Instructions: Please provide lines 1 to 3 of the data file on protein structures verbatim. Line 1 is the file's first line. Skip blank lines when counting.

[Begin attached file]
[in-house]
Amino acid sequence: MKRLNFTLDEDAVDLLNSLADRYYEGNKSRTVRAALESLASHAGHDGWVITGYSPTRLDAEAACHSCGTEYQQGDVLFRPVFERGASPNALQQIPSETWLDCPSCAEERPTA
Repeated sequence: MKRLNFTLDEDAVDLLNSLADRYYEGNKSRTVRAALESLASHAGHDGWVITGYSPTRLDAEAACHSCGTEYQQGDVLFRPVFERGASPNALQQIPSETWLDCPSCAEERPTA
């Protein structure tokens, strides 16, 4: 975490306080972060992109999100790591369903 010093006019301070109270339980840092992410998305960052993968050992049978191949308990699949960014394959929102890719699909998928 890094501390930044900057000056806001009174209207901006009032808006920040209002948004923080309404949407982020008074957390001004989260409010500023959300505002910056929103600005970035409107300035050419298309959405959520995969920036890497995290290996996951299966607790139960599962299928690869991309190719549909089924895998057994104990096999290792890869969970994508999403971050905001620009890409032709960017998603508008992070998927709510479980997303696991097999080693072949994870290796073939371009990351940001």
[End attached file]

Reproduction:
[in-house]
Amino acid sequence: MKRLNFTLDEDAVDLLNSLADRYYEGNKSRTVRAALESLASHAGHDGWVITGYSPTRLDAEAACHSCGTEYQQGDVLFRPVFERGASPNALQQIPSETWLDCPSCAEERPTA
Repeated sequence: MKRLNFTLDEDAVDLLNSLADRYYEGNKSRTVRAALESLASHAGHDGWVITGYSPTRLDAEAACHSCGTEYQQGDVLFRPVFERGASPNALQQIPSETWLDCPSCAEERPTA